| Leptodactylus fragilis|
Leptodactylus fragilis, known under many common names such as the Mexican white-lipped frog, American white-lipped frog or simply white-lipped frog, is a species of leptodactylid frog. Its distribution ranges from the Lower Rio Grande Valley of Texas in the United States south through Mexico and Central America to Colombia and Venezuela. It is often—wrongly—referred to as Leptodactylus labialis (Cope, 1878) (or Leptodactylus mystaceus labialis Shreve, 1957), which is a junior synonym of Leptodactylus mystacinus.
Mexican white-lipped frogs are grey-brown in color with brown or black mottling. They have a distinctive white stripe along their upper lip which gives them their name. They grow to 3–5 cm (1.2–2.0 in) in length.
Mexican white-lipped frog is a widespread and common species found in a range of habitats, in savanna, grassland, semi-arid lands, and open habitats in humid and dry, lowland and montane tropical forests. It is often seen near water.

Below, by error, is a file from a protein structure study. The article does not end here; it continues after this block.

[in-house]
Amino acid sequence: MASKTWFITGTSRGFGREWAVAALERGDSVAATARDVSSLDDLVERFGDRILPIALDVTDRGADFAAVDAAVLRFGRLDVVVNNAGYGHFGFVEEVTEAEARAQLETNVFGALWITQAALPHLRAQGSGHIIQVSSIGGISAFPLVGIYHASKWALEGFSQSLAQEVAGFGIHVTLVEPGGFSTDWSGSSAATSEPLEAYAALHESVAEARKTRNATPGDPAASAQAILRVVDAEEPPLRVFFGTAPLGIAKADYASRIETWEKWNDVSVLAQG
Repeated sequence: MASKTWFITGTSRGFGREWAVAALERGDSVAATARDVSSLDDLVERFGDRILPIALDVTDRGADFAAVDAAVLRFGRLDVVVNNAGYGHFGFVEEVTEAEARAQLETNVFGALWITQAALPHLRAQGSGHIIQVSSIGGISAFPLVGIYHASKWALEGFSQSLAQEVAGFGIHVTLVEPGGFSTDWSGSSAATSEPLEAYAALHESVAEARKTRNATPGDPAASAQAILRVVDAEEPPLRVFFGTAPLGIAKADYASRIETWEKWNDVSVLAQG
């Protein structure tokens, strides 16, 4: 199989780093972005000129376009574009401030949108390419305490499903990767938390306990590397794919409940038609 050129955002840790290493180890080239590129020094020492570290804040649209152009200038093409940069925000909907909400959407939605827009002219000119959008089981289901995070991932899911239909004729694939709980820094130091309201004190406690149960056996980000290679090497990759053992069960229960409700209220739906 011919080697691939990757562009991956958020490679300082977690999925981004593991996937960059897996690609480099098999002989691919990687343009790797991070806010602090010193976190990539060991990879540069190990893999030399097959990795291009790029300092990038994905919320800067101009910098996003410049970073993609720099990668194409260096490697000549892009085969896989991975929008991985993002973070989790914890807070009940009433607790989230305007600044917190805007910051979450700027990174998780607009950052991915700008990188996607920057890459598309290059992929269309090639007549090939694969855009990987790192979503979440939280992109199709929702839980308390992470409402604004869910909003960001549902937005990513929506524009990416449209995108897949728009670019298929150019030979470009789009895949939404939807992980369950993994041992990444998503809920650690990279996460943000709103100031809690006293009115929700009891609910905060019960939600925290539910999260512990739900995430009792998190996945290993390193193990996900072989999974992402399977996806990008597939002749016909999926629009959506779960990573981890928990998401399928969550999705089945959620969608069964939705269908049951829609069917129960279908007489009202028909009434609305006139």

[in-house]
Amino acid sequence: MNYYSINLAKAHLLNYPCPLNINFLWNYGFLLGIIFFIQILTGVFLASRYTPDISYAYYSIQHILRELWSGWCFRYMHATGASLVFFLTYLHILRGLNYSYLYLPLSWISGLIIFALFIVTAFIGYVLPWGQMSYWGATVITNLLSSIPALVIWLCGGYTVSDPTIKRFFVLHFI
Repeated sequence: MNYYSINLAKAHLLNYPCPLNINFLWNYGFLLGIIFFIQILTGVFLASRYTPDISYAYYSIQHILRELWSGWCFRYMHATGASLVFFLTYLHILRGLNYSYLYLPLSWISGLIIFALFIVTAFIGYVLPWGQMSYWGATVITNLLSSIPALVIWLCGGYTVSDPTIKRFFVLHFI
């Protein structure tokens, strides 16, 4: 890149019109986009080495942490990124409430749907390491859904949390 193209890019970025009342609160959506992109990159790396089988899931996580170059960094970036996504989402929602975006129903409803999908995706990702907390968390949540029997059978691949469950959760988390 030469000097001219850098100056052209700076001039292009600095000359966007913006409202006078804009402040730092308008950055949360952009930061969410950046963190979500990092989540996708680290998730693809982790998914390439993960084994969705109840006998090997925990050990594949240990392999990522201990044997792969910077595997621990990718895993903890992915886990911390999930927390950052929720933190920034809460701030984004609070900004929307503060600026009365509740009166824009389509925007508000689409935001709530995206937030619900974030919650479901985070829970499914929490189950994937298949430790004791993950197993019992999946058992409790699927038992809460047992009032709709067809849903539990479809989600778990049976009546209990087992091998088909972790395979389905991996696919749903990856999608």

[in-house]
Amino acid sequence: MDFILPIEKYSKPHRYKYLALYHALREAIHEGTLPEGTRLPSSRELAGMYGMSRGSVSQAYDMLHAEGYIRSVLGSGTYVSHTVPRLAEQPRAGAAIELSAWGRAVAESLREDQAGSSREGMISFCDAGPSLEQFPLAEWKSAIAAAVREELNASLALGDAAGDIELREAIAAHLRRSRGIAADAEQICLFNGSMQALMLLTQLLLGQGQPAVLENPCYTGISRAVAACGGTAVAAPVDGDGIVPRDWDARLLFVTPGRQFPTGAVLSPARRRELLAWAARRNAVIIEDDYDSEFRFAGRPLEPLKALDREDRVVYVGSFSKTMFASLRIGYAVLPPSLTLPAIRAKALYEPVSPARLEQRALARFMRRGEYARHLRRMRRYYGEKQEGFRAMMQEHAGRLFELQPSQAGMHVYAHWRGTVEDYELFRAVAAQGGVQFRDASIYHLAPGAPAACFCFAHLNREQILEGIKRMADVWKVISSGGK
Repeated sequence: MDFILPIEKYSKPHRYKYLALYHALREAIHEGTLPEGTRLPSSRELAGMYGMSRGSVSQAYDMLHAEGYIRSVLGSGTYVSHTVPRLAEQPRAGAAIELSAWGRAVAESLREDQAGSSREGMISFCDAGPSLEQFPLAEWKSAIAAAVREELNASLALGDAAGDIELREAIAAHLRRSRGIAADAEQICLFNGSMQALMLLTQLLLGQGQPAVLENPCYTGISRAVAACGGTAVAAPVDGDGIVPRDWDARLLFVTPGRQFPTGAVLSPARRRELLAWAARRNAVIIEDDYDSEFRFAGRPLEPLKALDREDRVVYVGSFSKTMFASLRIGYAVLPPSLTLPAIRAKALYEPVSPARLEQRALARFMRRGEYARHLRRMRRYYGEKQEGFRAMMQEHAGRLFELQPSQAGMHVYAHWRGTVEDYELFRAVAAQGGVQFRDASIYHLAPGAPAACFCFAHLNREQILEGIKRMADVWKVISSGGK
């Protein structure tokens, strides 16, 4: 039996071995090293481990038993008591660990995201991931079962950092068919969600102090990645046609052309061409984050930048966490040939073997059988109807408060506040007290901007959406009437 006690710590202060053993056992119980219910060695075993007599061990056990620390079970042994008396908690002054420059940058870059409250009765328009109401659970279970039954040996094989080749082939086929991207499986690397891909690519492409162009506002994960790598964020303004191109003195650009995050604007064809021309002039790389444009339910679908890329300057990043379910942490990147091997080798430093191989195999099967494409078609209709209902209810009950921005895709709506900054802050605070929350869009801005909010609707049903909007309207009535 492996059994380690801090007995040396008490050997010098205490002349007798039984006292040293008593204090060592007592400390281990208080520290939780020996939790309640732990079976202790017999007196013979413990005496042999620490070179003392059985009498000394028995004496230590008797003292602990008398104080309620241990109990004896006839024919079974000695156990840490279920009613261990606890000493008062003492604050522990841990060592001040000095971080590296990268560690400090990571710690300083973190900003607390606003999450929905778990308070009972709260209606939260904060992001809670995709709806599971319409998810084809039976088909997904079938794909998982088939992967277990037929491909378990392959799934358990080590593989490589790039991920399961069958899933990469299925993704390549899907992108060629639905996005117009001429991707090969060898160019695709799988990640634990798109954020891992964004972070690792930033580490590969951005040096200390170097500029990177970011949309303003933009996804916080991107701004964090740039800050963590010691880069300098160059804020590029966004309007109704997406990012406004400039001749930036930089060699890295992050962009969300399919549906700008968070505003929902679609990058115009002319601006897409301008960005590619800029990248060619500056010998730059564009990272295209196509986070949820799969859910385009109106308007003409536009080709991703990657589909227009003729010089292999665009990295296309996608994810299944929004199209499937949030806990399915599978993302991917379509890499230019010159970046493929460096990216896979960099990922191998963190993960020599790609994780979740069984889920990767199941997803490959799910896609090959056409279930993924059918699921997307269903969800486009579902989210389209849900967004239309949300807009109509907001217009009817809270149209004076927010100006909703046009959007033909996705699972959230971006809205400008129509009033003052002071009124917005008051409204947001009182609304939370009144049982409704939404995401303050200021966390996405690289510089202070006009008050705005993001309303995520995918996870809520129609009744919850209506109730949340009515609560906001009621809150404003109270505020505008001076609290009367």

Behavior and reproduction
Mexican white-lipped frogs are nocturnal and carnivorous. During the heat of the day, they bury themselves in loose soil of roadside ditches, irrigated cropland, or grasslands, and emerge to feed in the evenings.
- Ronald Heyer; Andrés Acosta-Galvis; Abraham Mijares; Frank Solís; Roberto Ibáñez; Geoffrey Hammerson; Jay Savage; Larry David Wilson; Federico Bolaños; Gerardo Chaves; et al. (2010). "Leptodactylus fragilis". IUCN Red List of Threatened Species. Version 2013.2. International Union for Conservation of Nature. Retrieved 12 March 2014.
- Frost, Darrel R. (2014). "Leptodactylus fragilis (Brocchi, 1877)". Amphibian Species of the World: an Online Reference. Version 6.0. American Museum of Natural History. Retrieved 12 March 2014.
- "Leptodactylus fragilis White-lipped Frog". Herps of Texas. University of Texas at Austin. Retrieved 12 March 2014.